- Case report
- Open Access
Laparotomy enables retrograde dilatation and stent placement for malignant esophago-respiratory fistula
© Rehders et al; licensee BioMed Central Ltd. 2008
- Received: 09 July 2007
- Accepted: 26 January 2008
- Published: 26 January 2008
Malignant esophageal stenosis with complete obstruction and esophagorespiratory fistula (ERF) is difficult to treat with standard endoscopic techniques.
We report a patient in whom with local recurrence of esophageal carcinoma an esophagotracheal fistula occurred. Initially the patient had undergone esophageal resection with interposition of a gastric tube. Due to complete obstruction of the lumen by recurrent tumor conventional transoral stent placement failed. For retrograde dilatation a laparotomy was performed. Via a duodenal incision endoscopic access to the gastric tube was achieved. Using a guidewire the esophageal obstruction was traversed and dilated. Then it was possible to place an esophageal stent via an antegrade approach.
Open surgery enables a safe access for retrograde endoscopic therapy in patients who had undergone esophageal resection with gastric interposition.
- Guide Wire
- Gastric Tube
- Esophageal Stenosis
- Esophageal Resection
- Percutaneous Gastrostomy
Esophageal cancer is an aggressive tumor with unfavorable prognosis. Despite the radical surgery, local recurrence occurs in up to 21% of the cases . Dysphagias as well as esophago-respiratory fistulae (ERF) are predominant symptoms of local tumor recurrence and represent devastating and life threatening complications. Patients are often unable to swallow food or even their own saliva without aspiration. Unless sufficient palliation is instituted rapidly, the usual cause of death is pulmonary sepsis resulting from chronic aspiration. Since covered and self expandable stents have been introduced, successful palliation has been reported in most patients[2, 3]. The endoscopic management of malignant obstruction and ERF is technically challenging and requires careful endoscopic dilatation with wire guided dilators. Despite of sophisticated endoscopic strategies in some patients the passage of a guide wire is technically impossible due to a completely obstructed lumen. In this situation retrograde endoscopic dilatation via a radio guided percutaneous gastrostomy is a second option.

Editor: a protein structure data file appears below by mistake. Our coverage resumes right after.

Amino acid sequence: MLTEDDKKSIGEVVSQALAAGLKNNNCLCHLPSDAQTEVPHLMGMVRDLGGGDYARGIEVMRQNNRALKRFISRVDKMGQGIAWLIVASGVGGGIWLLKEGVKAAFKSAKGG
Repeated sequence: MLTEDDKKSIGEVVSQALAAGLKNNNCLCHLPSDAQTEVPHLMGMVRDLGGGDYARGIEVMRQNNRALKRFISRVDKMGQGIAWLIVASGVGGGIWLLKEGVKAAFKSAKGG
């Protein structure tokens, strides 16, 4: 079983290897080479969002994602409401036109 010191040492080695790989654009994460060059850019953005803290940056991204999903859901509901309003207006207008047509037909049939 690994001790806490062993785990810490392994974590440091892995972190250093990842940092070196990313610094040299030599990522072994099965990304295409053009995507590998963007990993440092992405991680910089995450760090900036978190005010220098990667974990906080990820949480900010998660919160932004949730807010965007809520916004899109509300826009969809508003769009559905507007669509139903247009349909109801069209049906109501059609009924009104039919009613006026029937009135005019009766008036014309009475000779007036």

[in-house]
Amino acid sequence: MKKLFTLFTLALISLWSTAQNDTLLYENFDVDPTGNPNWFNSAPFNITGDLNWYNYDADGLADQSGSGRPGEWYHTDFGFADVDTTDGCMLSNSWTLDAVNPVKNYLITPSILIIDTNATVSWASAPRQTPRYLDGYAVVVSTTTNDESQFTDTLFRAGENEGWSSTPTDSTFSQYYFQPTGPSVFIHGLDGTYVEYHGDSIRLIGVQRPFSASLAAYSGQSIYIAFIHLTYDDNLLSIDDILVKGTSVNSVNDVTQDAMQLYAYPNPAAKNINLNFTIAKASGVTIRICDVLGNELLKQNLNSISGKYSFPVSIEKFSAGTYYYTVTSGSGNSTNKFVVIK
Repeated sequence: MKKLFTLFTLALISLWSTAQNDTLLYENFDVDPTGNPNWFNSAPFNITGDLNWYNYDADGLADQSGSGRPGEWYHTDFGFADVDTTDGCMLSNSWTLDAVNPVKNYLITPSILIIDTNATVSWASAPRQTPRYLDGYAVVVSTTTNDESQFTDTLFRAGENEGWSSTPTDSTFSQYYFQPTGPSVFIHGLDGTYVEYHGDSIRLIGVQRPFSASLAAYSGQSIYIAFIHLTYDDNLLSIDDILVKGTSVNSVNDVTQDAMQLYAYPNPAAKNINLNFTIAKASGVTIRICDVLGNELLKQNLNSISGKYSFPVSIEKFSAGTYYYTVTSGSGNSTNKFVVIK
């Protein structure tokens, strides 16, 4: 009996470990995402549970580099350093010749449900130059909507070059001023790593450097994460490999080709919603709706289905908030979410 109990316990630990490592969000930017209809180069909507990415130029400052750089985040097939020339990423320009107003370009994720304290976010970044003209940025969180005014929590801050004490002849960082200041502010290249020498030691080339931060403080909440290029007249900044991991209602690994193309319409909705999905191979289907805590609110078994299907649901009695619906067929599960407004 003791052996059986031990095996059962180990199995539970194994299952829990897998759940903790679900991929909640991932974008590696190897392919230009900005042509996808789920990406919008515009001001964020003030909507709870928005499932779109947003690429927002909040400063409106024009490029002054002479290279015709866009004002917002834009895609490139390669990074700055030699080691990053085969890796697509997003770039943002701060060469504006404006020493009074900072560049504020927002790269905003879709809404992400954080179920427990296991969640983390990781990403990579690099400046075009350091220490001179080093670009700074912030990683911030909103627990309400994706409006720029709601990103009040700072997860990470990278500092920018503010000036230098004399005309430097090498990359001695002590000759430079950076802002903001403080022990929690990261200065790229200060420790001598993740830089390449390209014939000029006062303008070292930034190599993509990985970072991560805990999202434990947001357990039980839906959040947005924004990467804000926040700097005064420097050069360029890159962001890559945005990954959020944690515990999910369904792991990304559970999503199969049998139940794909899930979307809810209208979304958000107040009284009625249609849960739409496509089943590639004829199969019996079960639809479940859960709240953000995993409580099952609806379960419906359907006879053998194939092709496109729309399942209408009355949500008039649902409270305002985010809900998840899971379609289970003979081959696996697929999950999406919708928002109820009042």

However in patients who underwent esophageal resection and transformation of the stomach into a small gastric tube for esophageal reconstruction, retrograde access is far more challenging, since not even radio guided procedures seem applicable. To our knowledge a suitable therapeutic approach in this difficult palliative situation has not been described before. We recently encountered a patient with local recurrence after esophageal resection and interposition of a gastric tube. Due to complete obstruction and ERF, he required a laparotomy for retrograde passage and subsequent stent placement.
Follow-up analyses revealed that the patient died 158 days after our treatment due to severe pleural effusion and diffuse pulmonary metastasis.